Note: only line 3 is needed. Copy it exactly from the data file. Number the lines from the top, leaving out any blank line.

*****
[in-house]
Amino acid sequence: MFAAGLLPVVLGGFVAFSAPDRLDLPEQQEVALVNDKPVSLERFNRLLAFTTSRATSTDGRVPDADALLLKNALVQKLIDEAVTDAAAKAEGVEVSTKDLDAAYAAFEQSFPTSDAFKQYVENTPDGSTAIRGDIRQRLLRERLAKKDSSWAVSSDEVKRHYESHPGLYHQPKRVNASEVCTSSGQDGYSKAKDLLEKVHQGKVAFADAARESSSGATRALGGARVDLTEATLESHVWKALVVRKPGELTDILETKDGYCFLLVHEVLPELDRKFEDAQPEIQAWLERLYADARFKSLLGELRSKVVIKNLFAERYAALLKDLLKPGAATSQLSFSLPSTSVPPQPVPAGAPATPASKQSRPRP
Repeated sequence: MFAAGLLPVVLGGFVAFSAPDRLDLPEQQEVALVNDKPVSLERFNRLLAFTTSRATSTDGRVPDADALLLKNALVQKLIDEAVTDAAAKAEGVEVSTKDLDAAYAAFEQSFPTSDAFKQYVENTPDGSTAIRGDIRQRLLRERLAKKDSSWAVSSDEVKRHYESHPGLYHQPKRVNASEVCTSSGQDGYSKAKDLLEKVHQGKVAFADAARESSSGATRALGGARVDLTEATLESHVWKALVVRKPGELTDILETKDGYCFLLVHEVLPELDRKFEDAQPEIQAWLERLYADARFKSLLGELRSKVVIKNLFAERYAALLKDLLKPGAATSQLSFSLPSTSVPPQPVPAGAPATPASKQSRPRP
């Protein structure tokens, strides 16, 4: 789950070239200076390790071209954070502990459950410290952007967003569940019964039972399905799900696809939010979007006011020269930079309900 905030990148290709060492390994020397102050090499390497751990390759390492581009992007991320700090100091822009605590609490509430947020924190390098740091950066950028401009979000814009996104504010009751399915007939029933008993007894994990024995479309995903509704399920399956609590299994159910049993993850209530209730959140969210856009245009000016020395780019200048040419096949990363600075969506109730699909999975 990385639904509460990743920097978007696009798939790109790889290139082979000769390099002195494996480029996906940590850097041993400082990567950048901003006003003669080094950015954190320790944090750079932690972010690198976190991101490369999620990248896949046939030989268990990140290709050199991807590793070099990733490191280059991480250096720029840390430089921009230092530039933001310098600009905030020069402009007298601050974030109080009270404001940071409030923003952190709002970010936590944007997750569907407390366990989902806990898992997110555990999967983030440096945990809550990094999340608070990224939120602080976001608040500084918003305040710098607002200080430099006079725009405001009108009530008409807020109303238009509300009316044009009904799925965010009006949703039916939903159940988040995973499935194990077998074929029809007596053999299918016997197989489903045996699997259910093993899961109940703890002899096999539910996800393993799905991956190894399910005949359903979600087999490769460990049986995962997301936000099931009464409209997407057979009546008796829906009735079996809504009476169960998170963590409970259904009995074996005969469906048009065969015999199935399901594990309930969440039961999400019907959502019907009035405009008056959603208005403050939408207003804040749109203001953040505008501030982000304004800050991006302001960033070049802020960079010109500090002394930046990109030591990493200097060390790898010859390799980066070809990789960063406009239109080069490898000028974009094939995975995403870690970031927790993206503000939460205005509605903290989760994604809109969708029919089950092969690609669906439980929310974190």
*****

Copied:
Repeated sequence: MFAAGLLPVVLGGFVAFSAPDRLDLPEQQEVALVNDKPVSLERFNRLLAFTTSRATSTDGRVPDADALLLKNALVQKLIDEAVTDAAAKAEGVEVSTKDLDAAYAAFEQSFPTSDAFKQYVENTPDGSTAIRGDIRQRLLRERLAKKDSSWAVSSDEVKRHYESHPGLYHQPKRVNASEVCTSSGQDGYSKAKDLLEKVHQGKVAFADAARESSSGATRALGGARVDLTEATLESHVWKALVVRKPGELTDILETKDGYCFLLVHEVLPELDRKFEDAQPEIQAWLERLYADARFKSLLGELRSKVVIKNLFAERYAALLKDLLKPGAATSQLSFSLPSTSVPPQPVPAGAPATPASKQSRPRP